Conscientious Objectors of the First World War


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This display marks one hundred years since the introduction of conscription by Herbert Asquith's government, in March 1916. As huge losses on the Western Front left the British army in need of more men, the Military Service Act required all unmarried men between eighteen and forty-one to defend their country. Those who refused to fight were called conscientious objectors (COs). Objecting on moral or religious grounds led to non-combatant roles in civilian work of national importance: labouring on farms or in aid posts. Some volunteered to drive field ambulances, but failure to serve in any capacity meant imprisonment. COs were required to argue their case for exemption before tribunals, which were generally unsympathetic and resulted in very few men being given exemption. During the Great War some 16,000 men were officially recorded as COs in Britain. Deprived of their right to vote, they were often abused as cowards and traitors. Among their ranks were numerous artists, writers and political activists.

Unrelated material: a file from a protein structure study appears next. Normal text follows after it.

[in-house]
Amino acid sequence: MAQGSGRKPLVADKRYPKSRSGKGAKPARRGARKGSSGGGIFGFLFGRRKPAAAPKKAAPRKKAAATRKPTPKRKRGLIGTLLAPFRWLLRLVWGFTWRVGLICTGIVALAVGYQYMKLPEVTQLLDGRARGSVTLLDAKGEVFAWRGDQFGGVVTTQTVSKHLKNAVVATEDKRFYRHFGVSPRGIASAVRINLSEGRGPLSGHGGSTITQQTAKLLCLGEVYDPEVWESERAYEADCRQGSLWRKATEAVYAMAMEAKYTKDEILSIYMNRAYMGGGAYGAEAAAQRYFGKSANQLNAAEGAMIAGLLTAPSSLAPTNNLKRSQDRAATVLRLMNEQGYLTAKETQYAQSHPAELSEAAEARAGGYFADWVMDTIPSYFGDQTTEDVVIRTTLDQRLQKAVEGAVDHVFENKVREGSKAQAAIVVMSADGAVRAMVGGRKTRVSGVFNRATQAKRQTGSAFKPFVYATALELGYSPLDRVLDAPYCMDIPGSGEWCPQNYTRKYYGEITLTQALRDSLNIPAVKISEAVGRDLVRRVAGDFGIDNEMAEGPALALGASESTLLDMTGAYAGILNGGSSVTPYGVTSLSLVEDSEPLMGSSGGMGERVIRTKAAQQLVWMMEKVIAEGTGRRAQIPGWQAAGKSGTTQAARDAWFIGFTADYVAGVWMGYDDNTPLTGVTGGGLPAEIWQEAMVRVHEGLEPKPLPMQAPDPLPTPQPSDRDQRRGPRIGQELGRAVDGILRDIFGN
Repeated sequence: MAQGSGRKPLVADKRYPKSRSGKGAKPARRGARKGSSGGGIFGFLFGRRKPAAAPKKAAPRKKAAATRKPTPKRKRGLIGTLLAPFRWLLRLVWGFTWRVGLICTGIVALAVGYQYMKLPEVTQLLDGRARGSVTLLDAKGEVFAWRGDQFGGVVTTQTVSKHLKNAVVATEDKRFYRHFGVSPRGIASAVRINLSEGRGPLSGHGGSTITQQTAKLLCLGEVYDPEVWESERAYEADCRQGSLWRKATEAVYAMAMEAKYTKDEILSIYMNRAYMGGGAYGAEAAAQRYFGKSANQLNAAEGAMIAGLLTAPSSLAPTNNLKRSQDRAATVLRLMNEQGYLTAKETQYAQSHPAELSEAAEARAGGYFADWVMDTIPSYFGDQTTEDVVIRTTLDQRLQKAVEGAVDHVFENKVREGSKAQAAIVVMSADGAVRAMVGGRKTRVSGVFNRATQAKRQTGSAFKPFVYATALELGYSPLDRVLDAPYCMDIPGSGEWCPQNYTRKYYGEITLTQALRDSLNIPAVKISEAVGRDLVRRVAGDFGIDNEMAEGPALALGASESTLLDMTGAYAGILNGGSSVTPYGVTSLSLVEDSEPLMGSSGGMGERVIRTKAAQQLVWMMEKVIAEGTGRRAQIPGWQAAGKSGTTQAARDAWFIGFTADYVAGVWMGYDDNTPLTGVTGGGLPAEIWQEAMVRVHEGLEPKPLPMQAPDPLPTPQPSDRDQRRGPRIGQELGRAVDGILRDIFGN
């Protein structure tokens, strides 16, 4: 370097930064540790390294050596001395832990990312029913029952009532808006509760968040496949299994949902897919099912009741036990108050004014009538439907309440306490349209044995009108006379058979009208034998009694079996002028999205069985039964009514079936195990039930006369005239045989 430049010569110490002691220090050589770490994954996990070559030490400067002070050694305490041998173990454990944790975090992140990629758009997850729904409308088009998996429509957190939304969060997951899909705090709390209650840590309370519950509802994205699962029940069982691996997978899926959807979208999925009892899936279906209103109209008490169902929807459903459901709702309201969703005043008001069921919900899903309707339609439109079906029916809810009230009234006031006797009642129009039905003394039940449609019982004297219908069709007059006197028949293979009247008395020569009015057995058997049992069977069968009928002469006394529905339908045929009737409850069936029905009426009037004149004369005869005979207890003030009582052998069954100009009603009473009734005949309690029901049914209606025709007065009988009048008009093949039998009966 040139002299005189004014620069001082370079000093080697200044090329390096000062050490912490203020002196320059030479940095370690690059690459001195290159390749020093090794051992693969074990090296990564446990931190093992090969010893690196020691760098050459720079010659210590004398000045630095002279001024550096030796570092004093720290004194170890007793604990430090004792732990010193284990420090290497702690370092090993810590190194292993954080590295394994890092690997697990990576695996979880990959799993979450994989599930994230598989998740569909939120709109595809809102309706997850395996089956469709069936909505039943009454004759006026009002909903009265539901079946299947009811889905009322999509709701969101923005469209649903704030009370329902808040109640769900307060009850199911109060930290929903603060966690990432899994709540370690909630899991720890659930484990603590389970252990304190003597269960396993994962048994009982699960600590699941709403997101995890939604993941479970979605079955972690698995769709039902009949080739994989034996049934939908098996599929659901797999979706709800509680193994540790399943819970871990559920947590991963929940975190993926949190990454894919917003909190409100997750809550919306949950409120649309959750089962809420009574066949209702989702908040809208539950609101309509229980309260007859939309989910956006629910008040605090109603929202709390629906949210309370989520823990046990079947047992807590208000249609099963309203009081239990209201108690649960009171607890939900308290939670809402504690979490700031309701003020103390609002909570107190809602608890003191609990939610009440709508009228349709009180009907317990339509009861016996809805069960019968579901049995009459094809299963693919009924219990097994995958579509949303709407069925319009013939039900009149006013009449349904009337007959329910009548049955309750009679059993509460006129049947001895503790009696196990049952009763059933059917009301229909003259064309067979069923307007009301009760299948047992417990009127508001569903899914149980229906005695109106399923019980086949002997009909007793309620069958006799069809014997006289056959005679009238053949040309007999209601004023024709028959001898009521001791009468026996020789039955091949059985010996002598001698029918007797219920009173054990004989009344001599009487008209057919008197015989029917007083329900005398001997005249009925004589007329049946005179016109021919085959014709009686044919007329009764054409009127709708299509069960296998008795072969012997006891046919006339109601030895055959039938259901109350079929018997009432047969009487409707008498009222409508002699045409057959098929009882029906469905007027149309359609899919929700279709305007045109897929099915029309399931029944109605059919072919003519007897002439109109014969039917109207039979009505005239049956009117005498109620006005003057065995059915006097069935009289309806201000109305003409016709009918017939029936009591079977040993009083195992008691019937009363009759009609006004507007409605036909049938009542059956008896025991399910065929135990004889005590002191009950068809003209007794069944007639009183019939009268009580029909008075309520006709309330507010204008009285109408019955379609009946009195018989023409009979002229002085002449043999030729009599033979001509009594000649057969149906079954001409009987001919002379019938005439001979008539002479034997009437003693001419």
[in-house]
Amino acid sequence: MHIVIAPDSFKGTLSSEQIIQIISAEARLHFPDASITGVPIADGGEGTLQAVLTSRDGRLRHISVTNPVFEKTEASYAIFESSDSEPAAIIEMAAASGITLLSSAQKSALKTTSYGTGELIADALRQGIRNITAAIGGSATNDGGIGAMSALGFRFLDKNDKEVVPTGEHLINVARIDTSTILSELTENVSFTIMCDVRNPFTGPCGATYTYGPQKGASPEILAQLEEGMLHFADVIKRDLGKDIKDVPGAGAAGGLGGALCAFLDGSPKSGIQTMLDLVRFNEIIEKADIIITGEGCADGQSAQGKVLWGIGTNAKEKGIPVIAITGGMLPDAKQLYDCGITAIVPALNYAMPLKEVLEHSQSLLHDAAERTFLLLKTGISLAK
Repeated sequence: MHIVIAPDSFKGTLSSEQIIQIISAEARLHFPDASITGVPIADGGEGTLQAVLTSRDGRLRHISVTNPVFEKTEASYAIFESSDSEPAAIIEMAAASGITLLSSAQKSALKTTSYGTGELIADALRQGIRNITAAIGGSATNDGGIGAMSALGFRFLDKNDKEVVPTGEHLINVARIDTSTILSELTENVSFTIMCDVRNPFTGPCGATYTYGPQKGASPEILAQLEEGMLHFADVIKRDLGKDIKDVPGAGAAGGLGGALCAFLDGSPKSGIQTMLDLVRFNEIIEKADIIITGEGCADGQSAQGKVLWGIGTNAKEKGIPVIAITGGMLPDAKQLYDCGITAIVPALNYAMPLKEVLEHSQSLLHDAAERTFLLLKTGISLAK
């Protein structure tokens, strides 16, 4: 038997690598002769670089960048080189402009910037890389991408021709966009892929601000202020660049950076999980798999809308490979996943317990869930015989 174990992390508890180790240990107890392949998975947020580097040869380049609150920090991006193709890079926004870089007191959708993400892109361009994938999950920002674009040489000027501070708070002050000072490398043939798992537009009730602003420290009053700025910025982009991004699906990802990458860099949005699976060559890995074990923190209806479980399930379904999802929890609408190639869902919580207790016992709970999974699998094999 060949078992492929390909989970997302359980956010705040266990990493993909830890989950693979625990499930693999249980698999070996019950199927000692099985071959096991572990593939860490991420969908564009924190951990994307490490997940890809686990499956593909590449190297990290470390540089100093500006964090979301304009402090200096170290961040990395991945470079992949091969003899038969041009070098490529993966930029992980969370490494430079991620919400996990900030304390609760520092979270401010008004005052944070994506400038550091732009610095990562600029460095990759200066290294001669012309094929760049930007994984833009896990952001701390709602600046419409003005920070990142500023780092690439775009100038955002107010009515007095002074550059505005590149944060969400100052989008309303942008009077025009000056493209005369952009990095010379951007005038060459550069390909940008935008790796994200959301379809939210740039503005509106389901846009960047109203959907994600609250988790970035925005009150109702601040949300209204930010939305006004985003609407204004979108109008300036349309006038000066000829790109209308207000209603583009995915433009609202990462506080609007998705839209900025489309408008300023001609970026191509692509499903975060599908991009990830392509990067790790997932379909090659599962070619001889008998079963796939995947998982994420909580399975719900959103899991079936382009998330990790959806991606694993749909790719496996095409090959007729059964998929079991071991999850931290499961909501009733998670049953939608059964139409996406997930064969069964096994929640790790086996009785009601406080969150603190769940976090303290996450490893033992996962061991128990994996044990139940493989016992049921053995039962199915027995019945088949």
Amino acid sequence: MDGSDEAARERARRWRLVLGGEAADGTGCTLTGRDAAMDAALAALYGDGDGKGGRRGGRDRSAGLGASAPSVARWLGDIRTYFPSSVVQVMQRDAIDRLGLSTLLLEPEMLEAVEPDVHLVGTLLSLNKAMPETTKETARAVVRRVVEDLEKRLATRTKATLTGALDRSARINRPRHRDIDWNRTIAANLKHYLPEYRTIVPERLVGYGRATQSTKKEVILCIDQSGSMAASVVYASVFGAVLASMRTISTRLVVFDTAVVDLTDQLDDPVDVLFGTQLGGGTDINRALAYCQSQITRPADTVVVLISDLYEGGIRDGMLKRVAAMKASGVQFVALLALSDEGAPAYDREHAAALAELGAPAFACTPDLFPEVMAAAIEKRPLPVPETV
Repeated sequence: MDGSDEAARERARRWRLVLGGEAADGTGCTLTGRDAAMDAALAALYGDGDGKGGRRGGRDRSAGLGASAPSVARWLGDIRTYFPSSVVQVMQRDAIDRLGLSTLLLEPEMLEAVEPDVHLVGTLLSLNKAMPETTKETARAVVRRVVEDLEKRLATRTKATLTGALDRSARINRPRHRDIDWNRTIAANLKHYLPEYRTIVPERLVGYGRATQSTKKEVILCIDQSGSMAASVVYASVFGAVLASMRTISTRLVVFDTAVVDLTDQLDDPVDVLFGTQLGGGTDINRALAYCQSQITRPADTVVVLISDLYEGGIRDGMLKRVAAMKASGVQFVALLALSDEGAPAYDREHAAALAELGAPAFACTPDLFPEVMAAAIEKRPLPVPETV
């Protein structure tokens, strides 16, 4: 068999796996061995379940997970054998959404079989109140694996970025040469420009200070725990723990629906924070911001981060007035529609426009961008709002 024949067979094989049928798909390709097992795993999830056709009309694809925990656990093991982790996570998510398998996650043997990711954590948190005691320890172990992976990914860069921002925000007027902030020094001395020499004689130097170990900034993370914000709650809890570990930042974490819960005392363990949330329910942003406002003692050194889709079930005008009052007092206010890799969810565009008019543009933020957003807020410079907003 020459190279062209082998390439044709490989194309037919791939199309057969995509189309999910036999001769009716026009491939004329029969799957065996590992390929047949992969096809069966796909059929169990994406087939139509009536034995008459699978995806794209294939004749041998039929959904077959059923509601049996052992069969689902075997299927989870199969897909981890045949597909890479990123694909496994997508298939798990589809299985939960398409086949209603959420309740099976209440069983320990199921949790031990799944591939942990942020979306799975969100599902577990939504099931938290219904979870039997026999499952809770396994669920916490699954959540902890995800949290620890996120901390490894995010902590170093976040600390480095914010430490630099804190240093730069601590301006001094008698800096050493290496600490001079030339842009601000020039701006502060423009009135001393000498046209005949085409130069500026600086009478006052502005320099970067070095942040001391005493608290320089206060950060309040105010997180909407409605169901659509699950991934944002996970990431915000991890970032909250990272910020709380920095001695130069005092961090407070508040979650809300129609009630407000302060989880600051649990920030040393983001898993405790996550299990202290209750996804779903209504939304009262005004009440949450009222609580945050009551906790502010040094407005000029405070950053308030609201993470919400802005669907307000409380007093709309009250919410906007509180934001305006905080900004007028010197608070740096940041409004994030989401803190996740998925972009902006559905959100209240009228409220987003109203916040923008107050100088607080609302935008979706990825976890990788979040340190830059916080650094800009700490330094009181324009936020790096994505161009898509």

The display will draw particular attention to one of the photographic albums of the society hostess Lady Ottoline Morrell, a keen amateur photographer and patron of the arts. At the outbreak of the First World War, Ottoline and her husband the politician Phillip Morrell joined forces with leading political figures to establish the anti-war Union of Democratic Control. In the following years they made their Oxfordshire home, Garsington Manor, a refuge for COs among their circle, providing employment on the estate farm, while continuing to entertain a range of visitors representative of different perspectives on the war.

The poet Siegfried Sassoon (1886-1967) enlisted in the Sussex Yeomanry (1914) and was commissioned into the Royal Welsh Fusiliers the following year, winning a Military Cross in 1916. Whilst convalescing at Somerville College in Oxford, Sassoon visited Garsington for the first time and made contact with the group of pacifists led by Bertrand Russell. He returned to France in 1917 but was wounded and sent back to England where he wrote ‘Declaration Against The War’, a public protest about the horrors he had witnessed.

Venue Details & Map

National Portrait Gallery

St Martin's Place
+44 (0)20 7306 0055
Public transport:
Tube: Leicester Square or Charing Cross Train: Charing Cross

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